It is so exciting to see a bunch of artists getting together and doing it for themselves on a profit-share basis, which is what is happening at Theatre Upstairs in Lanigan’s on Eden Quay (around the corner from the Abbey Theatre). This hive of creativity is in its second incarnation now after a stint at The Plough which came to an end in 2010. Listen to founder Karl Shiels explain his dream-making concept here in this fun iphone video by Una Kavanagh:
It is even better to see new writing by Jimmy Murphy in action in their dinky new theatre space, capturing the zeitgeist with chilling accuracy. We were given soup and brown bread, and then blown away by punchy 40-minute lunchtime show, PERFIDIA, Spanish for “Perfidy” which means “faithless, treacherous, false”.
There’s a for sale sign on the back wall – in the social realist style of Sean O’Casey. Jimmy Murphy subtley begins to peel back the treachery in question. All dolled up with no place to go, Ciara, played by Roseanna Purcell, searches her bag and curses herself. She has forgotten her keys again. She calls the mover on her mobile phone and asks him to pick them up en route. But she is now stuck outside her new building, waiting for the furniture to arrive – with Niamh to keep her company.
Niamh, played edgily by the brilliant Una Kavanagh, has set herself up with cardboard boxes, a chair, a bag, and a little shrine to herself – some photographs, a painting of Venice. She takes a deep breath, and makes herself comfortable. She is taking too many deep breaths, and sweating a lot, but there you go. Strung out and distraught, “I didn’t sleep at all last night” she re-iterates a few times. The two women, from different worlds, eventually strike up a conversation.
Why is Niamh sweating and hyperventilating and acting like this is all a bit of an out-of-body experience for her? She erupts when she discovers that single mother of three, Ciara, is not only getting to have the children she hoped for, but couldn’t possibly afford, but also getting an apartment like the one that has just broken her – for free! “Oh no it’s not free I pay €38 per week out of my single mother’s allowance” counters Ciara.
Self-employed Niamh ran her own dinky café near Christchurch during the boom, holidayed with her boyfriend in Venice, and got a mortgage for over a quarter of a million for the apartment – sound familiar? We meet her at rock bottom, as she steels herself for eviction.
Niamh has already witnessed seven evictions of her “lovely, lovely neighbours”, who found themselves in the exact same predicament she’s now in. Niamh’s parents are broke as well from trying to bail her out. Her boyfriend absconded to Canada. He did invite her, but she’s a good, principled person who believes in honouring her debts – which finds her in the sorry state we meet her in at Lanigan’s Theatre Upstairs. Unlikely empathy builds, as Niamh cools down enough to concede that Ciara’s life is also far from perfect.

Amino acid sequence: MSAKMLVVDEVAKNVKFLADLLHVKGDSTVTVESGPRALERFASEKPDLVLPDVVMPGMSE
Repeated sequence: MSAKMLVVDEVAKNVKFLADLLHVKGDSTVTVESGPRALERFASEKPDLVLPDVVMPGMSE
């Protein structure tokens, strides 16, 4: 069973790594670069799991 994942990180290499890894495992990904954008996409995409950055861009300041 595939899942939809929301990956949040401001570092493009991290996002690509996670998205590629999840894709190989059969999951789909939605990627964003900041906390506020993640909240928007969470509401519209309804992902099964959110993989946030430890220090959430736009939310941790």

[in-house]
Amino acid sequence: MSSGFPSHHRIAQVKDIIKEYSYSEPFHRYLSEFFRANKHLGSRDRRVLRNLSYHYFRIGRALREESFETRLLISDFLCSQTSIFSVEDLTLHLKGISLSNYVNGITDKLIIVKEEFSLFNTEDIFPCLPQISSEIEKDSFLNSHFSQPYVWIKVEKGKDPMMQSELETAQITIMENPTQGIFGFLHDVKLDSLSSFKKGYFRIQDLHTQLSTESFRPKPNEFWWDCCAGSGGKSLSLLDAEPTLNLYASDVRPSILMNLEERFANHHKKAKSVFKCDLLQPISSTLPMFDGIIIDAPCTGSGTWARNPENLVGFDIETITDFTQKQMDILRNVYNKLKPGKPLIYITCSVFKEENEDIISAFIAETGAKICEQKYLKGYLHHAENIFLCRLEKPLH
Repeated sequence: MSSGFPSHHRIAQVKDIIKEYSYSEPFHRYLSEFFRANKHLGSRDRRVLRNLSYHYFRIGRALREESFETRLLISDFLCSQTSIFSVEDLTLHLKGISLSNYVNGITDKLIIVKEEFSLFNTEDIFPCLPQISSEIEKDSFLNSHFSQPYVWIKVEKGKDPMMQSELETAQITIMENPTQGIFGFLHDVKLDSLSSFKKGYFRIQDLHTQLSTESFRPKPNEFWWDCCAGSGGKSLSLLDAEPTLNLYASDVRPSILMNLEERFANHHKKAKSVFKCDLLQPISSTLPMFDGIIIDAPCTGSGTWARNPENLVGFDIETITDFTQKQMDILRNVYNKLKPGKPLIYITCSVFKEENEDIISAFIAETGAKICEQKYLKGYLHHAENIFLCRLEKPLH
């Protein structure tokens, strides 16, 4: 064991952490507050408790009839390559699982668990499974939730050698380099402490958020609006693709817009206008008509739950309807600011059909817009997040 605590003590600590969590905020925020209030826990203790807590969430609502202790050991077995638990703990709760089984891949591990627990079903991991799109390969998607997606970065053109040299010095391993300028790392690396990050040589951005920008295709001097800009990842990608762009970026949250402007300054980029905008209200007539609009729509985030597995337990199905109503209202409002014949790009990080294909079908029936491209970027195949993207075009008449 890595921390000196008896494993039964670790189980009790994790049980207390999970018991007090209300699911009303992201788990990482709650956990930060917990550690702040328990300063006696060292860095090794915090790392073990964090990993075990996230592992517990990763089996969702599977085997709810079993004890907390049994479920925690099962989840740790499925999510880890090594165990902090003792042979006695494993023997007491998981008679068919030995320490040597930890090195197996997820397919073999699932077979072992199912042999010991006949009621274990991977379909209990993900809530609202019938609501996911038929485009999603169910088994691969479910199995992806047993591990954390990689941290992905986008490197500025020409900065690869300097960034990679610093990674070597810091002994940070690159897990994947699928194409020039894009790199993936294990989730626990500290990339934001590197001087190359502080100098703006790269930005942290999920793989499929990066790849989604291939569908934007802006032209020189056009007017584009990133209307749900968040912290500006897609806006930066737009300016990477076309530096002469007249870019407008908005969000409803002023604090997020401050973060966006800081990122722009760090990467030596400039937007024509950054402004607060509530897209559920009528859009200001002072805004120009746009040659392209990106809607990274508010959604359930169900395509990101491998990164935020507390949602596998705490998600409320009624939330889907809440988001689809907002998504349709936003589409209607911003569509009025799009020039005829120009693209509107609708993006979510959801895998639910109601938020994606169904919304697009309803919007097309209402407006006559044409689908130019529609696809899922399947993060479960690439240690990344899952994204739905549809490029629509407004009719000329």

The ending is a chilling coup de theatre which I can’t reveal here. So see for yourself – and weep at the timely reality of this important piece of new writing from Jimmy Murphy, directed by Peter Gaynor. Niamh and Ciara could be the great grandchildren of Juno and the Paycock, as Jimmy Murphy lays bare the grim social realities of where succumbing to the Celtic Tiger temptation of living beyond your means, and then trying too hard to be good may get you.
Perfidia is on the pulse, contemporary Irish drama, giving voice to characters who might have walked off of O’Connell street onto this tiny new stage. The sheer perfidy of how unfair life can be, and how your country can let you down is all too familiar. In classic Aristotelian fashion, we pity Ciara and Niamh, and we fear the same might happen to us. In the alchemy of theatre (upstairs), Una Kavanagh and Roseanna Purcell purge us of our pity and fear – and return us to the outside world with our catharsis.
If you want a punch in the face to rival Katie Taylor’s to wake you up at lunchtime – this is it. Plus on top of the catharsis, you’ll also get a heart-warming bowl of soup and brown bread into the bargain for the €10 entrance. Get in on the brilliance.
Catch Perfidia at 1pm and 6pm today (August 16th), tomorrow (August 17th), and Saturday (August 18th).
As if that’s not enough, you can also catch a lovely Art Exhibition in “The Green Room” while you are sipping your soup. The day we went along, we were treated to Helen McNulty’s cloud-inspired show, “UP”. Here, she explains what’s behind her cloudy paintings: UP
And here are a few of them, for your virtual delectation:
A journey through the clouds from 35000 feet
By Helen McNulty
Over the last ten years the theme of water and looking at the world through the prism of this malleable and unattainable substance has constantly left me stumped, breathless and in constant motion to try to capture its beauty in all forms.
One form is vapour.
Clouds fascinate me. The way they possess a nothingness yet depth beyond comprehension, how they cling on to light with a soft breath.
On each airplane journey for past ten years I have been transported into a meditation on these forms and shapes and textures, soaking in the palettes and perspectives of the great firmament from different points on the globe. Drawing these in motion, while they pass and shift away led to maps of the skies.
From these sketches and skymaps and photos and videos, my days in the studio are spend trying to recreate and represent that feeling of weightlessness, nothingness and infinity, and the feeling of floating through the ultimate paradox of existence bathed in a spray of all the colours.
These paintings and studies are presented here.